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Discussion Starter · #1 ·
I am looking to buy a 1911 model O colt serial C1995xx sent to Argentine Navy 85/90 % condition.

it is stamped 1941 & with the crest on slide all matching ,slide,barrel,lower,stocks,mag too.

it also has the swartz firing pin safety.My question is does the swartz safety give it extra value and is it a rare system to have.

asking price is 1650 is this about right or to much , or under valued ???

heading says 1911a1 that is not correct ,it is a model O commercial (my bad)
 

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The Swartz safety is a part of Colt history, and not often encountered. Approximately 6600 Colt Government Models were transferred by Colt to the Model 1911A1 military contract, and the Swartz safety was removed from these pistols. This represents a large block of Swartz safety equipped pistols, making the remaining examples scarce. If the finish is original it sounds like an excellent buy.

As to the model designation, the Model O refers to the original basic frame design from which all the others are built. The model you have is the Government Model.

The S on top of the receiver is the designation of Civilian Sales and not Swartz.


 

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Discussion Starter · #3 ·
is this one you are showing have the swartz safety,cause the one i'm looking at has the same build exactly on frame and slide
The Swartz safety is a part of Colt history, and not often encountered. Approximately 6600 Colt Government Models were transferred by Colt to the Model 1911A1 military contract, and the Swartz safety was removed from these pistols. This represents a large block of Swartz safety equipped pistols, making the remaining examples scarce. If the finish is original it sounds like an excellent buy.

As to the model designation, the Model O refers to the original basic frame design from which all the others are built. The model you have is the Government Model.

The S on top of the receiver is the designation of Civilian Sales and not Swartz.


 

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Johnny...what was the source of your info regarding the number of Swartz safety numbers? I know Colt removed the parts in the Comm models transferred to the Military but is there info on the number of total guns made with these new safeties?
 

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I own C-200814 "Republic Argentina Armada Nacional 1941" , mfg 1938 with slide numbered to the frame and the Swarz safety. Clawson page 56, states that only 416 Swarz safeties were noted in Colt's production records from serial C185006 - C215083. "... a maximum of 1500 but likely fewer than 1200 gov't models with the Swarz safety were sold in the US. ... Most were returned from foreign countries."
Interestingly, many were sold in 1996 for under $400, as was mine. Won't make any more!!
 

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Johnny...what was the source of your info regarding the number of Swartz safety numbers? I know Colt removed the parts in the Comm models transferred to the Military but is there info on the number of total guns made with these new safeties?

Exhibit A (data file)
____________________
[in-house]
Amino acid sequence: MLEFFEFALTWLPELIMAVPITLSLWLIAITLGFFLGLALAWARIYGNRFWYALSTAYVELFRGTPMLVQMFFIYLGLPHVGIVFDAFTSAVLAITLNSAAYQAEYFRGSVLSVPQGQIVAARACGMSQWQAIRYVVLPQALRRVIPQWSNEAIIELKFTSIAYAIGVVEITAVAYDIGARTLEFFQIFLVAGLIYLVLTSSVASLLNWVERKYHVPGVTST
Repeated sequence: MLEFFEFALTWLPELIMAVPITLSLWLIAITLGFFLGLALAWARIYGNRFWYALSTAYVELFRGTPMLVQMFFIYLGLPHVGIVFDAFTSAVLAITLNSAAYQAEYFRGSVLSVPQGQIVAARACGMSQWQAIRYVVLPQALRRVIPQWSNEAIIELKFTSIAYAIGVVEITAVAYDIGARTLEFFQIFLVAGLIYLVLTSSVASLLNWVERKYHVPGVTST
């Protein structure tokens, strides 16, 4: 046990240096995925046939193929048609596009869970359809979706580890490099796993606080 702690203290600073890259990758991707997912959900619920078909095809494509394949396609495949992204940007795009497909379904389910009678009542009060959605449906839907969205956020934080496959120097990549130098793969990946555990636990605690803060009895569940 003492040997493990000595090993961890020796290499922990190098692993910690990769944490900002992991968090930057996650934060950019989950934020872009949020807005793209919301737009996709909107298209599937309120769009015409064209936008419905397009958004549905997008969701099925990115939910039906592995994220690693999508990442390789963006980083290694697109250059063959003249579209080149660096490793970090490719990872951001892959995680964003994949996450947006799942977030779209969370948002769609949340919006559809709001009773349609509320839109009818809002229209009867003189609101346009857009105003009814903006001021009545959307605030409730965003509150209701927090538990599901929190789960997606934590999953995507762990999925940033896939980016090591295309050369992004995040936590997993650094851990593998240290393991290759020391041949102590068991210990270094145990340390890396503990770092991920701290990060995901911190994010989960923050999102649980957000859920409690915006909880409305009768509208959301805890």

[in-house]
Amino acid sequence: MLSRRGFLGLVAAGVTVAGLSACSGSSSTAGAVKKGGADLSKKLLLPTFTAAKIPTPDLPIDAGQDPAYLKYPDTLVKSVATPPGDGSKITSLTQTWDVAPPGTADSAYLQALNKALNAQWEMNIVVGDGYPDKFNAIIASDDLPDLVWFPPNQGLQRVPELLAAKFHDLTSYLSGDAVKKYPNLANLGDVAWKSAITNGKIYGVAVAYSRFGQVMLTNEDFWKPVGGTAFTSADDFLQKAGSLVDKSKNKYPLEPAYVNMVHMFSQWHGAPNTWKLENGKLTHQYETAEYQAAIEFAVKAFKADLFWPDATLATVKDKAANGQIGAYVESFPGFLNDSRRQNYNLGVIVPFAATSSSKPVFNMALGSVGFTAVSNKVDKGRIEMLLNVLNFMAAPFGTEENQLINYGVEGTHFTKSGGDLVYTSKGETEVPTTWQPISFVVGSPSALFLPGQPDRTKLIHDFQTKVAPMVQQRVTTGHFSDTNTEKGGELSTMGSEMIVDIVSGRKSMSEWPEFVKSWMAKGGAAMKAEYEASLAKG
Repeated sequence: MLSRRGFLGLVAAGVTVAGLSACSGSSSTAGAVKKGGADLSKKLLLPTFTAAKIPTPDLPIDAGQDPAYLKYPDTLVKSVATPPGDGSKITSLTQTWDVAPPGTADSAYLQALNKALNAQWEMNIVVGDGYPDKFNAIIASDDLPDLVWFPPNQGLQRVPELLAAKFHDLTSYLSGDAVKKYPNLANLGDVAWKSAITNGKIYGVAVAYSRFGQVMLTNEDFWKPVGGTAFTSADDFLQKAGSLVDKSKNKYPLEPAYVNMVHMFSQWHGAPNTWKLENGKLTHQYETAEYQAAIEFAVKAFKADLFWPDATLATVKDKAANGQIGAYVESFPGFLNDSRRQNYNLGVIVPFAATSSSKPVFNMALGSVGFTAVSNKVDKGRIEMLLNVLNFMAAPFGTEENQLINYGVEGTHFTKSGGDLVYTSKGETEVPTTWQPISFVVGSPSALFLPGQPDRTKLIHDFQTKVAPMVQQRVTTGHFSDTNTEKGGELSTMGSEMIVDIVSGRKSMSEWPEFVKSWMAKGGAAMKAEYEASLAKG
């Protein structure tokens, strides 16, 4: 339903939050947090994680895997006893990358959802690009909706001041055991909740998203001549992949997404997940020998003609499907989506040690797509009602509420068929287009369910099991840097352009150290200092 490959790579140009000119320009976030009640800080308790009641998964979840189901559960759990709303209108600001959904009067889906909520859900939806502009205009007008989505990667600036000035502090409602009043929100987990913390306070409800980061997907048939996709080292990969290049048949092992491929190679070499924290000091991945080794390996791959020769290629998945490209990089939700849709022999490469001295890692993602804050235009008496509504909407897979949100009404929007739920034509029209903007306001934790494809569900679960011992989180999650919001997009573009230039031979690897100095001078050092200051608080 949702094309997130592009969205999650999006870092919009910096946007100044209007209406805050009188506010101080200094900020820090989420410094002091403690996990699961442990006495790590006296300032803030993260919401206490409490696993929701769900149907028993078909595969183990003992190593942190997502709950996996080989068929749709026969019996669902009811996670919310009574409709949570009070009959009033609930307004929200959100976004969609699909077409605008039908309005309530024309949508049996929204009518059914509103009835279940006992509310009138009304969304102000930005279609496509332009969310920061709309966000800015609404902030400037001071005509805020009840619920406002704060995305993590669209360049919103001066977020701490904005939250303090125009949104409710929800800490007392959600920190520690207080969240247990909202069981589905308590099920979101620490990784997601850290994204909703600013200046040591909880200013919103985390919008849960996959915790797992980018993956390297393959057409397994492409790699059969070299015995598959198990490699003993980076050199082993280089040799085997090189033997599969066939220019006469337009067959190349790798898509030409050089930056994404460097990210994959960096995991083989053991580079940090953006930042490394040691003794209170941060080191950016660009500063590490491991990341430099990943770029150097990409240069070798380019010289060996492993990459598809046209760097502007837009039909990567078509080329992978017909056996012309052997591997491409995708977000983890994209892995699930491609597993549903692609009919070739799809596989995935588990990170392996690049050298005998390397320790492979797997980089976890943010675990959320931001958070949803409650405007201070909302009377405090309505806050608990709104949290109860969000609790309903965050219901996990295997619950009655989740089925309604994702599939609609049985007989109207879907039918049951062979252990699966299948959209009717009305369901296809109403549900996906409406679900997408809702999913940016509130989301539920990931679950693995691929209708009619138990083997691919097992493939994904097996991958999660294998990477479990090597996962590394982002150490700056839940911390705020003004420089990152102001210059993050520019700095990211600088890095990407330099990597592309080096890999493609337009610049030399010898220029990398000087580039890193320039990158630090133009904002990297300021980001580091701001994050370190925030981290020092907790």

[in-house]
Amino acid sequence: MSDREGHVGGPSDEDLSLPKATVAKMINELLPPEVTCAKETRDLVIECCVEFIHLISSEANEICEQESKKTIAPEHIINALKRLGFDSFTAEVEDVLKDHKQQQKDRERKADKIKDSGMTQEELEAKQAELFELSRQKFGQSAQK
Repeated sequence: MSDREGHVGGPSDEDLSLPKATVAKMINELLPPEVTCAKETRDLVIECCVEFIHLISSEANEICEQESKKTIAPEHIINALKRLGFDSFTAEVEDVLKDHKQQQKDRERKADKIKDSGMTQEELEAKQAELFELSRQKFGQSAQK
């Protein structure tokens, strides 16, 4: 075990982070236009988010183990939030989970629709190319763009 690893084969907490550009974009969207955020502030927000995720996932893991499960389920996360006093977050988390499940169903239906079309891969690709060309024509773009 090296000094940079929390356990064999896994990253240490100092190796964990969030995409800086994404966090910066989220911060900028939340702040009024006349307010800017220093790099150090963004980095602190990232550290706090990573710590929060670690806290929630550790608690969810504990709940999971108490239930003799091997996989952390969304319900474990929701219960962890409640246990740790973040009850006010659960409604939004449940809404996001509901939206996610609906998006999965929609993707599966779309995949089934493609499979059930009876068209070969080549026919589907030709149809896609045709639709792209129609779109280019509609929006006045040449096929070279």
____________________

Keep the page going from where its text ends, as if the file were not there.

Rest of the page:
On page 51 of Clawson's "Collector's Guide to Colt .45 Service Pistols" he notes in the section on the commercial to military transferred pistols:

"All or most of these pistols were originally manufactured with the Swartz safety designed by William L. Swartz in 1937, which locked............"

I have never seen one of the Commercial/Military pistols without the cuts for the Swartz Safety.

On page 56 quoted above from Clawson's "Colt .45 Government Models", Clawson states that there were rougly 25,000 pistols in the Swartz safety serial number range, and of those some 13,000 were sold overseas plus the almost 6600 transferred pistols accounts for almost 20,000 of the pistols. Pistols produced on contract for foreign governments did not have the Swartz safety, therefore Clawson states that a maximum of 1500, but probably less than 1200 Swartz Safety Government Models were sold in the U.S. We will probably never know the total number sold, as only 416 Government Models were noted in the production records as having been fitted with the safety. The letter on my Swartz safety GM does not list it. Clawson also notes that many of the Swartz Safety fitted pistols were NM pistols.
 

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eagleeye...congrats on your new acquisition ...looking for more pics after you receive it.

Thanks Ted and Johnny for the info on the Swartz safety. Would the pistol purchased by the OP and Ted's, both having the Swartz safety, contradict this statement from Clawson or am I misinterpreting this statement?

"Pistols produced on contract for foreign governments did not have the Swartz safety"
 

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Here is mine with Swartz safety still installed. These often have a small import mark on the magazine well bottom, almost invisible. Any and all Swartz safety guns are hard to find!


Firearm Gun Trigger Gun accessory Gun barrel Firearm Gun Trigger Gun barrel Gun accessory Gun Firearm Trigger Revolver Gun barrel Material property Gun Trigger
 

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Discussion Starter · #12 · (Edited)
T.MAY , if you re-read the auction description it mentions the 500 pistols the government of Argentine bought of the shelf.

this lot of 500 were randomly picked and it does not say how many had the swartz safety. if you have Clawson's other book,